That's the basics.

Suggestion for improvements:

-it might work better if the carder was set on a board attached directly to the treadle frame as the cabinet is interfering with the smooth flow of the belt which makes it harder to treadle and also wears out the belt

- we are also looking for better belting material. Our first choice would be a material similar to the drive bands that come with the carder - but we haven't found a local source yet.

-we put a large wide elastic band around the blending wheel(before attaching the drive band) to increase traction and protect the blending wheel from some of the wear caused by the drive band

It is handy to sit and treadle your way through a fleece or pound of colour. However, the current set up requires that only small amounts of well teased fibre are put through the carder - which is great for our colour blending since most of it has already been through the carder 5-7 times. This experiment is working well for our purposes now. I would want to be able to make the improvements listed above before using it for all my carding needs.

Oh yes, I was serious about the disclaimer - my blending wheel appears stuck on the crank shaft - I'm assuming it will come off with some lubrication - but I need it where it is for just now.

Let us know if you have any suggestions for improvments. We are also interested in knowing how those of you with electric carders find them. We have tried the supercarder but are wondering about the "Fancy Carder" and some of the electric conversions for the "Beverly" etc.

Happy Experiments,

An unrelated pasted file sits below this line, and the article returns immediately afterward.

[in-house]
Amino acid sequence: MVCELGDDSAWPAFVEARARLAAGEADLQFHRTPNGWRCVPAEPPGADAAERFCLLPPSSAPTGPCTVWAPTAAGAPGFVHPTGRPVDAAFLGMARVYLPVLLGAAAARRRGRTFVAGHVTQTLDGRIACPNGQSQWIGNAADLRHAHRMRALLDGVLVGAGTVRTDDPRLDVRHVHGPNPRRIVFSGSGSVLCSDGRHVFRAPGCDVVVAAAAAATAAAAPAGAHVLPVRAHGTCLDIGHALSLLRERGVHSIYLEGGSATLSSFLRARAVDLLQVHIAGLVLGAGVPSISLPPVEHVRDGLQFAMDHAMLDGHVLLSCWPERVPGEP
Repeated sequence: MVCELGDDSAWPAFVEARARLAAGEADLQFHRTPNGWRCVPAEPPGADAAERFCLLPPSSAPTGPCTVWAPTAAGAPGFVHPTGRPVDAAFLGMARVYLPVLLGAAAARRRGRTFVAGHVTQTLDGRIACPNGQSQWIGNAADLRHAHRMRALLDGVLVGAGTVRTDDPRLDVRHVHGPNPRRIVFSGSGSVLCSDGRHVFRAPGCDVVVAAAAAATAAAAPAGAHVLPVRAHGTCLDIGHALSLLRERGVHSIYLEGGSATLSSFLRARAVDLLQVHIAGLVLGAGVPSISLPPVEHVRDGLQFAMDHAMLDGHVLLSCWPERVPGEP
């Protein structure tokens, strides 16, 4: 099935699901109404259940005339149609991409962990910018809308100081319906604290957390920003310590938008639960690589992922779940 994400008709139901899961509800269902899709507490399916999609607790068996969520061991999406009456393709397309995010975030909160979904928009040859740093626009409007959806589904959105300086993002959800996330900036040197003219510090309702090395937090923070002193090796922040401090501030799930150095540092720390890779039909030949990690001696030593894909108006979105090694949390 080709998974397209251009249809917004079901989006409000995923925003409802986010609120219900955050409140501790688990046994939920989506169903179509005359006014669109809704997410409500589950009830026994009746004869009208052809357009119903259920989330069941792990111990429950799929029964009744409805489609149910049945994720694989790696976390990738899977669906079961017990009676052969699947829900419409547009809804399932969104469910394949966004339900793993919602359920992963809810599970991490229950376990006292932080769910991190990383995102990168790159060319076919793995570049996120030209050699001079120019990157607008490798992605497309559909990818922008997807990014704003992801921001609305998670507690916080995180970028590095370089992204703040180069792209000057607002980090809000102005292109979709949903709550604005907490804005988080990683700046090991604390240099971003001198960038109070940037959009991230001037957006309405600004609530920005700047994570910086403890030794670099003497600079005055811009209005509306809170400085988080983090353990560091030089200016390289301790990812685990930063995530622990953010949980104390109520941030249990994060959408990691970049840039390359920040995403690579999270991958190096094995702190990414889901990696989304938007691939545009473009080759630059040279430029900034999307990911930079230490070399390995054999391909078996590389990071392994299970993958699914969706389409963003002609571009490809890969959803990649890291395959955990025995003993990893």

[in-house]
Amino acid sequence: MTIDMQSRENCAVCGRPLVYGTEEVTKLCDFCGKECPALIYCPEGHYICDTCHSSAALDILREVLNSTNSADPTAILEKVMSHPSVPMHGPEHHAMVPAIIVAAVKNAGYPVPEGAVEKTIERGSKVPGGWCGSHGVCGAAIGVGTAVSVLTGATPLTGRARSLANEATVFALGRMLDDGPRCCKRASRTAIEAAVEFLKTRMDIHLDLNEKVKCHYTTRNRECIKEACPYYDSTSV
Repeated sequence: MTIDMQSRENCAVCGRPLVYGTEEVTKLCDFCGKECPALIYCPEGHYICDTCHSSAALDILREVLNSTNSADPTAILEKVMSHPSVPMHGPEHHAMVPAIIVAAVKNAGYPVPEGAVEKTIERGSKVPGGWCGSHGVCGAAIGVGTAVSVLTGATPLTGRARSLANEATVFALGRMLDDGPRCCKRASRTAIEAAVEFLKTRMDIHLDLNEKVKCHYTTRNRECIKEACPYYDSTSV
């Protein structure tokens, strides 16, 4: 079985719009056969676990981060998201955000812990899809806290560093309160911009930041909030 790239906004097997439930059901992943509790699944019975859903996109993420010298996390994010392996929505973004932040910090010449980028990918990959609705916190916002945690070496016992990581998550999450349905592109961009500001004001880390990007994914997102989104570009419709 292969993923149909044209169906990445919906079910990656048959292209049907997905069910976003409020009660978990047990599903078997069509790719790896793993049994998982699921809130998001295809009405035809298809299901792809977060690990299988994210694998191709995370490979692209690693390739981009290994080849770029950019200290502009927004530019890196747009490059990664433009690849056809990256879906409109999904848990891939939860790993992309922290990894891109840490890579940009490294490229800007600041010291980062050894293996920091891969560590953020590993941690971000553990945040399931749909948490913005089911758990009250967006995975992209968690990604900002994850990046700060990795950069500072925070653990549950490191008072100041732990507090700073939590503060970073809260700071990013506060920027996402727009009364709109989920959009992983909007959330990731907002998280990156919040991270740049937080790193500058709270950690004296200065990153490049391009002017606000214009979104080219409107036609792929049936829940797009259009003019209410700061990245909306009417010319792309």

Thursday, February 02, 2006

The Project

Last March we embarked upon a project to further our understanding of colour theory and how it applies to our fibre work, specifically blending colour for spinning. The works of Deb Menz and others inspired this project. Two of our members, Teal and Rose, were the planners, the rest of us followed along. We all expected that this to be a BIG PROJECT that would take us the Spring and maybe the Summer to finish. BIG MISTAKE! 11 months and counting we are maybe half to three quarters finished.

We got underway one Saturday. We arrived at the Art Centre, as we often do, in convoy, laden down with 8 lbs of Perendale fleece, Ciba (washfast acid) Dyes, dye pots, hot plates, butane stoves, acetic acid, gloves, masks, etc.

About seven hours later we emerged with one pound each of wet fleece in each of the following colours: scarlet, blue, turquoise, magenta, yellow, golden yellow, and black. One pound was left undyed white. In the process we practically emptied the Art Centre. Apparently some people don't have the same affection for the aroma of seven acid dye pots full of wet wool as we do.

Then we started carding, and carding and carding. Do you know how long it takes to pick and card a pound of dyed roving? A lonnnng time.

Once we had bags of carded bats of each of our original colours, the blending and the MATH started. Through the summer and the fall we produced bags of bats of our warm and cool blended primaries; blue, red and yellow.

Next we embarked upon blending our secondaries:

Orange(Golden yellow and Scarlet)
Green(Yellow and Turquoise)
Violet(Magenta and blue) (this one via Saskatchewan)

And now on to the tertiaries! And we thought the math was hard before.

Now we just nodded confidentially as Teal told us how much of each secondary to weigh out on the scale.

Here is where we are at today; finished all but two tertiaries.

Red-Orange(BlendedRed-Orange)Yellow-Orange (Blended Yellow-Orange)
Red-Violet (Blended Red-Violet) Yellow-Green (Blended Yellow-Green) Blue-Violet (Blended Blue-Violet)Blue-Green (Blended Blue-Green)